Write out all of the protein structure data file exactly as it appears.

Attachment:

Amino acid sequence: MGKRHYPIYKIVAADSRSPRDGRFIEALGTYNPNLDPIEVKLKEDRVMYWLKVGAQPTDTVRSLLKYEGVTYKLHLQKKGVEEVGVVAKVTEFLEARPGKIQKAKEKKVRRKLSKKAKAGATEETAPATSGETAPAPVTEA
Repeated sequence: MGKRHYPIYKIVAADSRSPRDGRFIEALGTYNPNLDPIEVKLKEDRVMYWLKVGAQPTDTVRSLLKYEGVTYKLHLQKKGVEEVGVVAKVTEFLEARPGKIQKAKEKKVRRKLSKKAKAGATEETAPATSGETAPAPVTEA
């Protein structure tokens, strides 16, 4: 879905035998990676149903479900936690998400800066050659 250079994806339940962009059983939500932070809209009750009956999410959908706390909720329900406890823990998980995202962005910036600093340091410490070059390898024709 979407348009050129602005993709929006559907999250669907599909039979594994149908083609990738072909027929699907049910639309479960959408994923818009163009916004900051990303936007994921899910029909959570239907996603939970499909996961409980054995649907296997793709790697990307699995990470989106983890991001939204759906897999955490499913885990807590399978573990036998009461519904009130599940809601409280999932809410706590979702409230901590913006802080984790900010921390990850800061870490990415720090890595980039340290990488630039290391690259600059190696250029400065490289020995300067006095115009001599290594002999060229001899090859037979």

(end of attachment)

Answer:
Amino acid sequence: MGKRHYPIYKIVAADSRSPRDGRFIEALGTYNPNLDPIEVKLKEDRVMYWLKVGAQPTDTVRSLLKYEGVTYKLHLQKKGVEEVGVVAKVTEFLEARPGKIQKAKEKKVRRKLSKKAKAGATEETAPATSGETAPAPVTEA
Repeated sequence: MGKRHYPIYKIVAADSRSPRDGRFIEALGTYNPNLDPIEVKLKEDRVMYWLKVGAQPTDTVRSLLKYEGVTYKLHLQKKGVEEVGVVAKVTEFLEARPGKIQKAKEKKVRRKLSKKAKAGATEETAPATSGETAPAPVTEA
């Protein structure tokens, strides 16, 4: 879905035998990676149903479900936690998400800066050659 250079994806339940962009059983939500932070809209009750009956999410959908706390909720329900406890823990998980995202962005910036600093340091410490070059390898024709 979407348009050129602005993709929006559907999250669907599909039979594994149908083609990738072909027929699907049910639309479960959408994923818009163009916004900051990303936007994921899910029909959570239907996603939970499909996961409980054995649907296997793709790697990307699995990470989106983890991001939204759906897999955490499913885990807590399978573990036998009461519904009130599940809601409280999932809410706590979702409230901590913006802080984790900010921390990850800061870490990415720090890595980039340290990488630039290391690259600059190696250029400065490289020995300067006095115009001599290594002999060229001899090859037979």